Along with erosion control, living shorelines have other benefits. Researchers in North Carolina showed that living shorelines can act as nurseries for fish and crustaceans, the way natural shorelines do.

Bhaskar Subramanian, the shoreline conservation section chief for the Maryland Department of Natural Resources, says his job now is to teach people about living shorelines, which he speaks of with infectious zeal. He sets up information sessions for planners and residents, talks to marine contractors and engineers about how to build living shorelines, and consults with homeowners about what would work on their properties.
I was present at the conception of the project that lead to this study. It was clear at the outset that NOAA and the rest of the management  agencies involved were aching for studies to justify their taking further control over the shoreline. One state regulator (not named in the article) got up and gave an impassioned speech about how we needed to disabuse land owners of their property rights.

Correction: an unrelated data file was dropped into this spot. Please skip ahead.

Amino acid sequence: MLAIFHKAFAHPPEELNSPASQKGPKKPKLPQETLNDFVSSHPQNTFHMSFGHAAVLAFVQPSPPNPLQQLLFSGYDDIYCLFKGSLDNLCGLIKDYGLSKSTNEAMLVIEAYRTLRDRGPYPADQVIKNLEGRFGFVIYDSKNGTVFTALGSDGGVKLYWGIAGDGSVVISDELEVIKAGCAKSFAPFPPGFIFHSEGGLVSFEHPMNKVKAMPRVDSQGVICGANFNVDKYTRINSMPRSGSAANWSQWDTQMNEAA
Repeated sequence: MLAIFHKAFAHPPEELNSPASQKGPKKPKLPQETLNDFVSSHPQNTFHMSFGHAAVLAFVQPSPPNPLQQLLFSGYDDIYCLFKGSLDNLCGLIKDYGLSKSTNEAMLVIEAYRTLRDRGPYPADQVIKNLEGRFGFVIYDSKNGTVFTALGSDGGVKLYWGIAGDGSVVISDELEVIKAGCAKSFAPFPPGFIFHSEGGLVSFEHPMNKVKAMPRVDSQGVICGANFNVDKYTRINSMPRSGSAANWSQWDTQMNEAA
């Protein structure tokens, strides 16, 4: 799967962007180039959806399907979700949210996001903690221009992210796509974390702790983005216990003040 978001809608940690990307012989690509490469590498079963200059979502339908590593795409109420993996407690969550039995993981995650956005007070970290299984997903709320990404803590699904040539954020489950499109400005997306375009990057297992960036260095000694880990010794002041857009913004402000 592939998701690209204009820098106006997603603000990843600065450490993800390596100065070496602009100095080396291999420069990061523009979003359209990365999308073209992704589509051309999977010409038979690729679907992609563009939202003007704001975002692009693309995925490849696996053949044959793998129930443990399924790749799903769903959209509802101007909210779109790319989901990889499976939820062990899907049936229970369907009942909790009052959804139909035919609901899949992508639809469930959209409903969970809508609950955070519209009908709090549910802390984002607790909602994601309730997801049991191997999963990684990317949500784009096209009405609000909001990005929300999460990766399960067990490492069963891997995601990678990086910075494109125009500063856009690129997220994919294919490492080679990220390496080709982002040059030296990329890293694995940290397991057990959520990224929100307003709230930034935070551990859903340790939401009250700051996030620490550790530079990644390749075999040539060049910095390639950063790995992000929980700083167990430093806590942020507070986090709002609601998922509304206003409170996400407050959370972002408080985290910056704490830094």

But I'm sure much of what he says is true. The biota in Chesapeake Bay are adapted to soft shorelines, and many don't thrive around hard ones. And yet, some of my best fishing spots are along rip rap walls, which seem to attract a variety of animals, and predator fish that prey on them. I wonder how, if they are dead.

Reason #5750 That Trump Was Elected

Poll: Plurality Of Voters Believe News Media Fabricate Stories About Trump
A plurality of voters believe that major news organizations fabricate stories about President Trump, according to a new Morning Consult poll.

Forty-six percent of the 1,991 registered voters surveyed said they think members of the media make up stories about the president, while 37 percent believe news organizations do not make up stories about Trump or his administration.
. . .
The survey’s findings are not surprising, given that many major news outlets, including CNN, Vox, MSNBC, BuzzFeed, Slate, The Daily Beast, The Week, The Washington Post, The New York Times, and others have all reported numerous news items about Trump and his administration that turned out to be partially or completely false.

Remember when Politico reported that Secretary of the Treasury Steve Mnuchin kicked a little old lady out of her home over 27 cents? As it turns out, that story was full of glaring errors.